As the lo­cal mar­ket for an­i­mal feed con­tracts, maize farm­ers will have to in­crease their ex­ports ex­po­nen­tially.

Im­ports pri­mar­ily com­prise frozen drum­sticks and thighs, which don’t have much of a mar­ket in Europe and the US. This is be­ing im­ported at very low prices, keep­ing lo­cal prices un­der pres­sure.

The prob­lem is the di­rect re­sult of western sanc­tions, which banned ex­ports of food prod­ucts to Rus­sia af­ter the Rus­sians in­vaded Ukraine.

Rus­sia used to im­port huge quan­ti­ties of chicken from the West, but has since started to ex­pand its own pro­duc­tion of chicken and pork. This re­quired mas­sive in­vest­ment in grain pro­duc­tion to de­liver grain feed, and Rus­sia has had such suc­cess with this in the past few years that it has started to dom­i­nate the world mar­ket for wheat and feed grains. Most of SA’s wheat im­ports come from Rus­sia at prices 20%-30% lower than US wheat.

Mean­while, the US and Europe refuse to im­port South African chicken, es­pe­cially breast meat. The lo­cal in­dus­try has tried to re­main com­pet­i­tive by in­creas­ing its fo­cus on de­liv­er­ing fresh chicken meat to the lo­cal mar­ket. In this sec­tor, it can com­pete, al­beit with a lower mar­ket share.

How­ever, chicken im­porters are ap­par­ently fight­ing tooth and nail to open the lo­cal mar­ket even fur­ther for their cheap meat, ar­gu­ing that there are “short­ages” in SA that they can sup­ple­ment. Al­low­ing this would be a fool­ish pol­icy de­ci­sion as it will quite sim­ply lead to more per­ma­nent dam­age to the chicken in­dus­try and fur­ther along the value chain to the lo­cal grain and feed mar­ket.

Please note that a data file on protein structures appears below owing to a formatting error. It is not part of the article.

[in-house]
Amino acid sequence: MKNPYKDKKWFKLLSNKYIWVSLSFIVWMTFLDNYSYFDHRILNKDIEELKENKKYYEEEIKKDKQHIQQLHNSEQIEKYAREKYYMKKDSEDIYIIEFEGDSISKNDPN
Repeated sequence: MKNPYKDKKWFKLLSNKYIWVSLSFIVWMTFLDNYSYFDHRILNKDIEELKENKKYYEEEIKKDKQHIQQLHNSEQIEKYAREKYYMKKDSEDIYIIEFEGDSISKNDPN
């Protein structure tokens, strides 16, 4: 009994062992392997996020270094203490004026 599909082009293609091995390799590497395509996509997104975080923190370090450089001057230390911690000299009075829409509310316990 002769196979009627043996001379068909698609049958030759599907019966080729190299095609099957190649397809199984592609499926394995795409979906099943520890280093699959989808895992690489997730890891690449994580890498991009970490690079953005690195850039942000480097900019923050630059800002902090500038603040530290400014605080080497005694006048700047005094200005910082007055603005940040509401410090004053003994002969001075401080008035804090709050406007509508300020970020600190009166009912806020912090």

Such a move will de­stroy the lo­cal mar­ket mech­a­nism, as the point of the mar­ket is to de­liver a bet­ter price sig­nal to lo­cal pro­duc­ers to boost in­vest­ment and pro­duc­tion. We face the risk that this won’t hap­pen and that big­ger vol­umes of cheap im­ports will lead to a fur­ther con­trac­tion in lo­cal pro­duc­tion, with the con­comi­tant neg­a­tive re­sults.

There is lit­tle or no proof that the ben­e­fits of cheap im­ports (at about R17/kg, ver­sus lo­cal pro­duc­tion costs of about R25/kg) are reach­ing the con­sumer.

This opens an­other de­bate: why are shops not re­quired to mark im­ported food prod­ucts clearly — as is the prac­tice in other coun­tries — to al­low the con­sumer to make an in­formed choice?

The con­se­quence of cheap chicken im­ports on other pro­duc­ers of meat and pro­teins should not be un­der­es­ti­mated ei­ther. These im­ports de­press prices and take mar­ket share.

The dom­i­nance of chicken over other pro­tein sources is clear. Im­ports make up about a third of the lo­cal con­sump­tion of chicken, mean­ing im­ports amount to about 500,000 tonnes a year com­pared with lo­cal pro­duc­tion of about 1-mil­lion tonnes. Im­ports thus re­place about 2-mil­lion tonnes of an­i­mal feed in SA, which con­tracts the grain farm­ers’ mar­ket.

CHICKEN IM­PORTERS ARE AP­PAR­ENTLY FIGHT­ING TOOTH AND NAIL TO OPEN THE LO­CAL MAR­KET EVEN FUR­THER